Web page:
The Eternal Way (Адвечным шляхам)
Right at the beginning of this essay, written in 1921, Belarus is presented as “the border between East and West”, a culture without distinct contours. Kančeŭski sees the tragedy of the Belarusian nation in the vacillation between East and West. The way out, however, is not to decide in favour of the West or the East and their cultural forms, but rather to develop a mobile, non-coercive, “flowing” form.
This form of life, which does not yet exist, is to be fed by creativity, which Kančeŭski sees as a cosmic force and basis for life. In his view, social movements lack social creativity, which is indispensable when it comes to freeing themselves from the constraints of existing forms of life.
The new “fluid” form would provide a solution also for the development of Belarusian identity, which has always lacked defined contours.
In the Soviet Union, the essay was not accessible until Perestroyka. Since the fall of communism, this text has exerted great influence on Belarusian intellectuals. The author's name has been used to name the website “of open Belarusian thought”, where intellectuals publish their programmatic texts.
Since the Belarusian protests of 2020, which were characterised by particular creativity, the concepts of “fluid form” and “social creativity” have become even more widespread.
Outside Belarus, this book is hardly known. On the one hand, a bilingual edition would provide a new view of Belarus, of a “contourless” country; on the other hand, the idea of flowing form is interesting in terms of cultural studies. A form that is movable and changeable, yet does not become formless, is a concept that could also be productive in our present.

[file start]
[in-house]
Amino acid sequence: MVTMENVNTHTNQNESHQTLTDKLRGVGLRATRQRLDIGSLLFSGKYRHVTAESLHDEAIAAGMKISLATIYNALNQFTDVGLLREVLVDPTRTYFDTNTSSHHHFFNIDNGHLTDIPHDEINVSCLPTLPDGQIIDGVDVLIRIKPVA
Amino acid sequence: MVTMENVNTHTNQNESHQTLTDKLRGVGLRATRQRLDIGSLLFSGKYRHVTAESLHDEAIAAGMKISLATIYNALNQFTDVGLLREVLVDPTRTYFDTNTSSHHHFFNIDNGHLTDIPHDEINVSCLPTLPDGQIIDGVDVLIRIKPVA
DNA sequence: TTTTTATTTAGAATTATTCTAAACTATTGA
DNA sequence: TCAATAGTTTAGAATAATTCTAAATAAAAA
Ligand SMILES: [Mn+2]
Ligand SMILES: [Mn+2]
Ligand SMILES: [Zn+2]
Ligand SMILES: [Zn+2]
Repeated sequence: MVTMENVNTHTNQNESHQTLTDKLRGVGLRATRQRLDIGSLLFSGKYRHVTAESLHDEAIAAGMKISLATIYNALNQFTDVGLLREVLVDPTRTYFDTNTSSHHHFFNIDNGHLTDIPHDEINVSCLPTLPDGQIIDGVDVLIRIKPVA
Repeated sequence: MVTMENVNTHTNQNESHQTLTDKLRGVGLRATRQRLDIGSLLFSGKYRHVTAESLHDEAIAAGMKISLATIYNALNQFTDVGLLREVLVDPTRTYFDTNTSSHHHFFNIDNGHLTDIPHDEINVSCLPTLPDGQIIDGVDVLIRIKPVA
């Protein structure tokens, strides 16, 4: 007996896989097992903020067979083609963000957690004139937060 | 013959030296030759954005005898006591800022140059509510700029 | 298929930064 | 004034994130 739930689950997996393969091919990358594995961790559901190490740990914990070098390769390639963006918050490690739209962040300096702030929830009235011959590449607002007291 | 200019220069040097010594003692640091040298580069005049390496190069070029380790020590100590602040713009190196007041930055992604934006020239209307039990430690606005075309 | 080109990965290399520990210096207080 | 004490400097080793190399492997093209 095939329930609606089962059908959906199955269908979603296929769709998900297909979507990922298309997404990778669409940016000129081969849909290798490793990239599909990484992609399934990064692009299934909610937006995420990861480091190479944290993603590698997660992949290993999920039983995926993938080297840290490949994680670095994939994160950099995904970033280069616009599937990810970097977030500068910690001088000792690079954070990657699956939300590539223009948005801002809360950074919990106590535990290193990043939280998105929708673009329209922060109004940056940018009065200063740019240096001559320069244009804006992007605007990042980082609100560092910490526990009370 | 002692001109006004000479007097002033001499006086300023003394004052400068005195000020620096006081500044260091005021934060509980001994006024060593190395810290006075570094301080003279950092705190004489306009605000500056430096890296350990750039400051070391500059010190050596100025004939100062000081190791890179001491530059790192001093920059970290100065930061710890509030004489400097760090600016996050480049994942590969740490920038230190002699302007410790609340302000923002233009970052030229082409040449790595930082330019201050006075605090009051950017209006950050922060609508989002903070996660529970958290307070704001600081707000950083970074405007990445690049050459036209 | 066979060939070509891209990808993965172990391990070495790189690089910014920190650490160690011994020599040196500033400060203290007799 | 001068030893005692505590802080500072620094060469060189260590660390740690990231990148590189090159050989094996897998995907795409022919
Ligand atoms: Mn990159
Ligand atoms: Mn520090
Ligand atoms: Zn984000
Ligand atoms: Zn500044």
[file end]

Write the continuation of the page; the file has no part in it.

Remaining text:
Ihnat Kančeŭski, pen name: Ihnat Abdziralovič (1896–1923), was a Belarusian poet, philosopher and publicist who is considered a significant thinker of the Belarusian independence movement of the early 20th century.
Kančeŭski was born into the family of a court clerk in Vilna (Vilnius). In 1913 he was admitted to the Technical College in St Petersburg, but transferred to Moscow University the following year.
After initially being drafted into the Tsarist army in 1916, he soon returned to Moscow after the February Revolution, where he attended the Higher Cooperative Courses at Shanyavsky University.
Kančeŭski was a social revolutionary and supported the Ukrainian national movement. He worked in various cooperative institutions in Vilna and Smolensk. From 1919 he moved to Minsk and was active in the Sovnarkhoz, the Central Federation of Consumer Associations of Belarus. After moving to Vilna, he was also employed there in the cooperative federation.
In Vilna he published poetry, political articles and reviews. His best-known work is the essay “The Eternal Way” (“Адвечным шляхам”).
In the early 1920s he contracted tuberculosis and died after several years of unsuccessful treatment on 23 April 1923.
The Belarusian publishing house where the book was to be published remains unknown for safety reasons.
Maryja Martysevich is a poet, translator, publicist and organiser of cultural projects. She was born in Minsk in 1982. She translates poetry and prose from English, Polish, Russian, Ukrainian and Czech into Belarusian, is a coordinator of multifaceted cultural projects and organiser of literary events. Since 2017 she has been the editor of the book series “Amerykanka” and, since 2020, of the series “Gradus” in the Zmicier Kolas publishing house. She has published numerous translated books and four books of her own. She received two literary awards in 2019 for her book “Sarmatyja”. She lives in Minsk.
Publisher has not yet been determined.